Did you see the story of Chella Philips, the woman who invited 97 dogs into her home in anticipation of the storm, 76 of them in her master bedroom? OK, I find this kind of mind-boggling, especially 76 dogs in a single bedroom, but as a n appeal to my imagination I have thought about the noise and smell of confined animals, the stress we all know animals experience, the fear in the house and the care this woman was giving these dogs. Someone asked me earlier this week, when animals and their owners are separated, what are the chances that they will be re-united again, which brought to mind the parents and children separated at our border and the many children ‘lost’ in the system. I had the awful thought that the chances of reuniting pets and their owners is probably greater than that of reuniting immigrant children and their parents. And I was ashamed.[vii] My mom lives in Florida and she tells me that animal shelters there have been offering free animal adoptions for the last few weeks to clear their kennels and make way for welcoming refugee pets and animals that were headed their way.[viii]

The other big story in the news this week has been the burning of the Amazon Rainforest in Brazil, and there have been no small number of articles talking not just about the loss of the vital oxygen produced by this portion of the earths lungs and the consequent release of carbon into the atmosphere, but also the significant loss of wildlife taking place. According to the World Wildlife Fund, the Amazon is home to “one in ten known species on earth, including at least 40,000 plant species and more than 400 mammal, 300 reptile, 400 amphibian and 3,000 freshwater fish species, including the already endangered, such as the white-cheeked spider monkey, Milton’s titi monkey and Mura’s saddleback tamarin.” I think of the tremendous loss of life in nearly 100,000 fires so far this year and the permanently destroyed habitats, ecologies, ecosystems – systems that can never be restored.

You see, Jesus asks us to consider the natural world, to turn our attention to the non-human animal world, so that when we think about our world and our place in it we are thinking always with a larger perspective than the one that seeks bigger barns for short-term gain.


If Jesus asks us to consider the natural world, it follows that he also needs us to be concerned for animal welfare. While I was on vacation in Florida, my son and I took a road trip to Key West on the Overseas Highway. Along the way we passed several ‘theaters’ and attractions’ that offered opportunities to swim with dolphins and touch sea creatures.[ix] But there are serious ethical problems with putting humans and cetaceans together in tanks, or for that matter keeping whales, dolphins, or porpoises in captivity – period. I don’t know enough about the range from care to mistreatment of our kin in captivity, so my son and I refrained, though we certainly understood the great appeal in swimming with dolphins. (You can learn more for yourself by following the links in my footnotes). We refrained out of concern for the care and treatment of these highly intelligent and social animals and because we could find no assurance, and many good reasons to doubt, that they were being treated properly and well.[x]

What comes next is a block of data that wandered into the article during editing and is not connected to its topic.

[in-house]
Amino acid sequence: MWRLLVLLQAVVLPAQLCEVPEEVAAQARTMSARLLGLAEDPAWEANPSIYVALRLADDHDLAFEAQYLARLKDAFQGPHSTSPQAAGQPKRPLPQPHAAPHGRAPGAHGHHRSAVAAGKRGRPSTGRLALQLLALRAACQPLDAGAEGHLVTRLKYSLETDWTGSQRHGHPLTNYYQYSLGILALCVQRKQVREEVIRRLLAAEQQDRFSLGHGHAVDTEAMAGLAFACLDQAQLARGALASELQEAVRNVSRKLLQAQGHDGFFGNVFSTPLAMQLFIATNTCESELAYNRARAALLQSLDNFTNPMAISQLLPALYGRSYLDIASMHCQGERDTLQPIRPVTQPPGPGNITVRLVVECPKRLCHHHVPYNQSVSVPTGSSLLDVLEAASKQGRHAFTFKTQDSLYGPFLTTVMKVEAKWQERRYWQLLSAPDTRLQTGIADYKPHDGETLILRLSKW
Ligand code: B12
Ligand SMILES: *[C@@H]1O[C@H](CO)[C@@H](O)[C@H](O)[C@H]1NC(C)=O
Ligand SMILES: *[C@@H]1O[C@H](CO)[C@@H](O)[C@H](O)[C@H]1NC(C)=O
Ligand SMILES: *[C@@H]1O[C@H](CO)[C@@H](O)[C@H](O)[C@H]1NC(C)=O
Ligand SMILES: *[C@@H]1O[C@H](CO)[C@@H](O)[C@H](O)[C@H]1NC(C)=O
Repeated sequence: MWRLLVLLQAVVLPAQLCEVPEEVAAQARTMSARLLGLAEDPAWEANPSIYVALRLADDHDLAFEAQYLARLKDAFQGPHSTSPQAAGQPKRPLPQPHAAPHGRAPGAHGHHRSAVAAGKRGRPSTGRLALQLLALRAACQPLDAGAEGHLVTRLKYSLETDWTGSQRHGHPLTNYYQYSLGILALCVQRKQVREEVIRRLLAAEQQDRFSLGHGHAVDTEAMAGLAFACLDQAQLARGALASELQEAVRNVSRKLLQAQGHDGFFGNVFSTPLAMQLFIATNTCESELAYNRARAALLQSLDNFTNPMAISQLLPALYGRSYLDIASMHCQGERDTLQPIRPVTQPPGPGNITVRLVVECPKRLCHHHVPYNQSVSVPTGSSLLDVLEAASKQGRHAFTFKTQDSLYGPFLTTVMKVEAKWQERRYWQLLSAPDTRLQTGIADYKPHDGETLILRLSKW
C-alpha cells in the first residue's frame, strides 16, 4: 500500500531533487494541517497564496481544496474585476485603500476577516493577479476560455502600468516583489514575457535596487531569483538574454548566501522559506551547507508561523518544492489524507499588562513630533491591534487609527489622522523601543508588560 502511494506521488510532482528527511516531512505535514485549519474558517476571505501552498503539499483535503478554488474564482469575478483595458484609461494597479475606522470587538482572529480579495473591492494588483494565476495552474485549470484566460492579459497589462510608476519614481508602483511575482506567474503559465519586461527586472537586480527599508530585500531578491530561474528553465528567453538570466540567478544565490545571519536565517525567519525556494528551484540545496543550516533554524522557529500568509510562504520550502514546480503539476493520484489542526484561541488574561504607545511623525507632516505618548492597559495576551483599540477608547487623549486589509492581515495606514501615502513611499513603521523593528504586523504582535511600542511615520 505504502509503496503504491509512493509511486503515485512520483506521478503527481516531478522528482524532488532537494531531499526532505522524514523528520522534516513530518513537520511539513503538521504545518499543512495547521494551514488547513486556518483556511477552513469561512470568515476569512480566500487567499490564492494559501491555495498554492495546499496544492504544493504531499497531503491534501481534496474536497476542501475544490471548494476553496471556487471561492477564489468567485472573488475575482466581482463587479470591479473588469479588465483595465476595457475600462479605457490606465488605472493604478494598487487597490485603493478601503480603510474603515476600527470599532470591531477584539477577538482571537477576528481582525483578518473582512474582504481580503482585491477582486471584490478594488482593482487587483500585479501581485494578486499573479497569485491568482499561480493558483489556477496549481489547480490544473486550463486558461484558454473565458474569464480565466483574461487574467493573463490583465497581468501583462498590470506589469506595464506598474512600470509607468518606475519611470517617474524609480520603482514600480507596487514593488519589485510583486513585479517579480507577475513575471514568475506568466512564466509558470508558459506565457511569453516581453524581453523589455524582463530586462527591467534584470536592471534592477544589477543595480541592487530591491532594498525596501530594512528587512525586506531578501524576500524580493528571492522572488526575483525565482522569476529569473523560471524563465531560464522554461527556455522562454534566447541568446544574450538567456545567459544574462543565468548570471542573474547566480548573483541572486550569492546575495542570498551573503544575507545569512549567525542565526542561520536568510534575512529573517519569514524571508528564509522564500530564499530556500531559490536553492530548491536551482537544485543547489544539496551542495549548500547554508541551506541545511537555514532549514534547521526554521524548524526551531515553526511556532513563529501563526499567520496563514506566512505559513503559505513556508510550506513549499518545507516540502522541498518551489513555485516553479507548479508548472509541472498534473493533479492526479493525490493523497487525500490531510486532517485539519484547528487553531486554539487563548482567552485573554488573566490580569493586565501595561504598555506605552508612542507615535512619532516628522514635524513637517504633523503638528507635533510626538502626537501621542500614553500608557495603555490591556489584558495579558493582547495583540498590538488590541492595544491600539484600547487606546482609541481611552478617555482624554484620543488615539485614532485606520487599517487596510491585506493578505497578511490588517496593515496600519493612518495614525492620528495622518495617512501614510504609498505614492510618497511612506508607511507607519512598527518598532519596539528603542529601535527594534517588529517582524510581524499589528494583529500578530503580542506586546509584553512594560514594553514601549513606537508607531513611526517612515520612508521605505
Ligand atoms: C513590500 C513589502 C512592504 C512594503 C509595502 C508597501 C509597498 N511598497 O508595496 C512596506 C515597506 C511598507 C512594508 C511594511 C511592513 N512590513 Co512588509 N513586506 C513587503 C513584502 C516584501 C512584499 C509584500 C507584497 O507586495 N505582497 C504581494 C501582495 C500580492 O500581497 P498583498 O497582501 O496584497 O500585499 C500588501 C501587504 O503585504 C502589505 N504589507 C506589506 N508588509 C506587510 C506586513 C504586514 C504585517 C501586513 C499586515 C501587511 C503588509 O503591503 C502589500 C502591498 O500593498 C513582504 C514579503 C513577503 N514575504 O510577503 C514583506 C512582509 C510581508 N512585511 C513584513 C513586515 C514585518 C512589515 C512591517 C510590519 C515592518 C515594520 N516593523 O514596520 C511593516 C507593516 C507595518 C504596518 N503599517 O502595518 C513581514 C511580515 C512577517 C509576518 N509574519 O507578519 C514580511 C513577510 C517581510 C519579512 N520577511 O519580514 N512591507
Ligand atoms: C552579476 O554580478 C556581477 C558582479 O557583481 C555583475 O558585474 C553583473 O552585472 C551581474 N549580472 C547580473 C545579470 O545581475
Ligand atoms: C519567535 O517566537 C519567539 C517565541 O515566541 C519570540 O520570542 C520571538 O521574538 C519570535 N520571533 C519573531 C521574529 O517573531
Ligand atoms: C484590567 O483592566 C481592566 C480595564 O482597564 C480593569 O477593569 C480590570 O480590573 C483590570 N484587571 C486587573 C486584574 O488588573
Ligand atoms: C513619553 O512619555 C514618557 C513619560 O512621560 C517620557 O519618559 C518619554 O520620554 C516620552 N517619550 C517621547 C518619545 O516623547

Did you see the opinion piece in the NYTimes this week by Farhad Manjoo, Stop Mocking Vegans? It was a fun read. Instead of directing our attention the “squalid, overcrowded, constantly-lit, 40 day life span of the typical factory farmed fast food chicken,” he instead asked his readers to pay attention to those who are trying to change eating habits, and in particular for his readers to get over the image of the ‘self-righteous vegan.’ He suggests that most vegans or vegetarians come off as self-righteous not because they are, but because deep down we know that what they are saying is right. In terms of the big issues,

the criminal cruelty of industrial farming; the sentience and emotional depth of food animals; the environmental toll of meat and the unsustainability of its global rise – vegans are irrefutably on the right side of history. They are the vanguard. Climate scholars say that if we are ever to survive on a warming planet, people will have to consume far fewer animals than we do now. We will all have to become a little more vegan…

So without pressing that further, I want also to note that what is primarily driving the burning of the Amazon Rain forest right now is deforestation and the clearing of land for the farming of animals, particularly cows for hamburgers, as well as the growing of soy which is not producing tofu but being fed to our fast-food chickens.[xi] We will learn more about deforestation and agribusiness in a few weeks when our mission co-partners in Costa Rica visit with us.

I have been, more or less, meatless for the last twelve months – a year now. Not quite 100%, but I am trying something new and developing new habits: a new diet with significantly less meat. A number of churches, particularly the Lutheran Church, have begun to embrace and promote movement toward Meatless Mondays, a way of getting us to consider our diets differently and to introduce new ways of eating at the beginning of the week. That’s a big topic, and we should probably have an adult education class or two or three about diet and food justice and sustainability, but for now I would ask you to consider trying something like a Meatless Monday, much like the older Roman Catholic practice of fish on Friday. There is solid science behind this movement.[xii]


Jesus asks us to consider the natural world. Jesus needs us to be concerned for animal welfare, for the care, treatment and welfare of the non-human animal world. But first and finally, Jesus comes to us in our caring relationship with animals we are closest to, the pets we know and love.

How many of you have had or now have pets at home? (Nearly every hand in the congregation went up).